- very durable
- you can spray, brush or roll the product
- quicker application time
- paint color can be added to create an array of finished looks
- can be painted over
- even though it’s water based, it can yellow over time changing the color of your paint
- stains can sometimes appear in the underlying Chalk Paint
- might need more than one coat
- brush strokes are possible, if using a brush
Some polys to try:
3 – Glaze
Glaze is a fun finish if you want to change the color of your project, subtlety.
- a variety of colors are available
- similar to apply as poly but a brush or rag can be used
- adds dimension and interest
- can be painted over
- doesn’t give as durable a finish
- glazes are usually colored, (white, brown, black, etc) so the color of the glaze will affect the final finish color
Some glazes to try:
4 – Oils
Oils work well with Milk Paint but they can also be used with Chalk Paint. I don’t really use oils to seal Chalk Paint but it is a popular choice.
It works well on reviving old wood too!
- similar sheen as wax
- not as durable as wax or poly
- less toxic to use
- easy application
- can add extra coats for more sheen, durability
- painting over it can be a problem
- doesn’t have the same smooth, finished “feel” as wax and poly
- the color of the oil can impart color onto your painted piece
- oil can “age” over time and yellow
Some oils to try:
5 – Rustoleum Matte Finish
I gave this one it’s own category because I find it to be a bit different from the other polys I’ve used.
To me, it’s more of a blend, not fully poly-like.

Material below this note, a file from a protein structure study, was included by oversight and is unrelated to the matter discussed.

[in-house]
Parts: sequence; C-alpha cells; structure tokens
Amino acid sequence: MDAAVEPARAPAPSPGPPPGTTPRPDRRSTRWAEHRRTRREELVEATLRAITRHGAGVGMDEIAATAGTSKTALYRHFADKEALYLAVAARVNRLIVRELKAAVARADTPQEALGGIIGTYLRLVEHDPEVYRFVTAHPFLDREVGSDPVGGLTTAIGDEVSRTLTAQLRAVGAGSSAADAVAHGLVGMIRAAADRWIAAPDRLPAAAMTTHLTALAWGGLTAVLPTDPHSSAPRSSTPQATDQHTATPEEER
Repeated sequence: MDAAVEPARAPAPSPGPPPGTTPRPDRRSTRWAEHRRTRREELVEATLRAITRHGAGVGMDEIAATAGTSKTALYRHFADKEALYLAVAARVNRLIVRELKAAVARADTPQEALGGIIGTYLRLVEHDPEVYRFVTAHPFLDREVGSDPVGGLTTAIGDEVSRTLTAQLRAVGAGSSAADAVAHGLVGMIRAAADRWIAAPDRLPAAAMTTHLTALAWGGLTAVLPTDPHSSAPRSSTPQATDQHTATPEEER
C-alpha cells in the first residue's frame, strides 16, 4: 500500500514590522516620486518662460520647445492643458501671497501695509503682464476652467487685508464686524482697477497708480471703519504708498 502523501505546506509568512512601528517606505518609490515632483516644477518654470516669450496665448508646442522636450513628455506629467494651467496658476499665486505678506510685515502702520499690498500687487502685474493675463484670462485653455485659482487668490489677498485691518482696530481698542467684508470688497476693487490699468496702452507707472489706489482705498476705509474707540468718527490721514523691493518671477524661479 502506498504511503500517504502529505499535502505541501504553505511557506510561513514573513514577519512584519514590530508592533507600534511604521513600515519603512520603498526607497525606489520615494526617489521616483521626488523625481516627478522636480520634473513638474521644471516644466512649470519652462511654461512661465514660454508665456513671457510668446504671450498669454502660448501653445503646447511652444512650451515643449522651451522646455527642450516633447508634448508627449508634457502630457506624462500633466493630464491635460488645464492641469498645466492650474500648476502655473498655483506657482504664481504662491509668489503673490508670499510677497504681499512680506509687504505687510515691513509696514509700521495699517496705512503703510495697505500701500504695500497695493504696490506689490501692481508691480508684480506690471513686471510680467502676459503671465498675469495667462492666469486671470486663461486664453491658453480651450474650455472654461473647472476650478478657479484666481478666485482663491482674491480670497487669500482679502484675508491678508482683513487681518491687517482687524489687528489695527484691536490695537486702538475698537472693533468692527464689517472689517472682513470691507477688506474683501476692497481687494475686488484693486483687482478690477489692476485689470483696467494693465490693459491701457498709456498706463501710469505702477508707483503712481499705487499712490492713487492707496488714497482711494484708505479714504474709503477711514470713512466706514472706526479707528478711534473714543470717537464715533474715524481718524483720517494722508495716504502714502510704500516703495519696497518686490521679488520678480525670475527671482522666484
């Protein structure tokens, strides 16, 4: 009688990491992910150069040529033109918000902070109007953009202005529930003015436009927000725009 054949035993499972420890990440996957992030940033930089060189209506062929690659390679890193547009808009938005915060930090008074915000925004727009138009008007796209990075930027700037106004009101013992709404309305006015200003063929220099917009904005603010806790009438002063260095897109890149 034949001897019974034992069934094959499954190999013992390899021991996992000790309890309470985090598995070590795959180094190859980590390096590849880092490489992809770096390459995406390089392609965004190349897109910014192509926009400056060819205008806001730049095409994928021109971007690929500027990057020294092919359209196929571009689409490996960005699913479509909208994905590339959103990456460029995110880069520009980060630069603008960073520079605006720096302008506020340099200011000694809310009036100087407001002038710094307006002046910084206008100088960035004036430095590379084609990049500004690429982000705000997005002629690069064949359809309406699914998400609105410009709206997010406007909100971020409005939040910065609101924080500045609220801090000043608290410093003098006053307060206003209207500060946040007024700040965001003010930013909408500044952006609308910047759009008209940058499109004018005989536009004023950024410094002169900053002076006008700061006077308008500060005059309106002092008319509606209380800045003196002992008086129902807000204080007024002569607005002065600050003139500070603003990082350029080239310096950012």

- easy application
- nice sheen, more like wax
- quick dry time
- although durable, it doesn’t seem quite as durable as regular poly
- nice matte finish
- additional coats may be needed
- the jury is still out on whether this yellows over time
Get it here >>> Rustoleum Matte Finish
And last, but not least, number 6 which doesn’t really count as it’s not a “sealer”…but I’m including it anyway. ;)
6 – Buffing
Say what? Just buffed?
Yes, buffing. Not adding a sealer at all. Did you know that Chalk Paint buffs up really nicely without any top coat??
It creates a lovely, buttery soft sheen when buffed.
- easy to do
- buffs to a soft sheen
- more suited for outside items, weathered, etc.
- keeps the color of the paint more “pure”
- not suitable for daily use
- not durable like wax or poly
So there they are. The 5 top ways to seal Chalk Paint (or Milk Paint too).
I hope that you find this information helpful!
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I’m working on getting back into my “back to basics” series I started last year. So be on the lookout for a few more in this series in the coming weeks/months.
I’ll be adding these links to each post like this below so you’ll be able to find them easier.
- More posts in this “back to basics” series:
- How To Paint Light Fixtures Without Removing Them
- How To Create Faux Verdigris (and video)
- How To Create Faux Patina (and video)
- 26 Different Types of Chalk Style Paint
- How To Transfer Images
- How To Import Images Into Silhouette
- 5 Top Ways To Seal Chalk Paint
- How To Restain Wood Without Stripping
- How To Use Gel Stain
I’ll be adding to these links as I add posts in this series.
I have at least 3 more planned as of now. So stay tuned!
Hope you have a wonderful weekend and happy painting! (and sealing! ;) )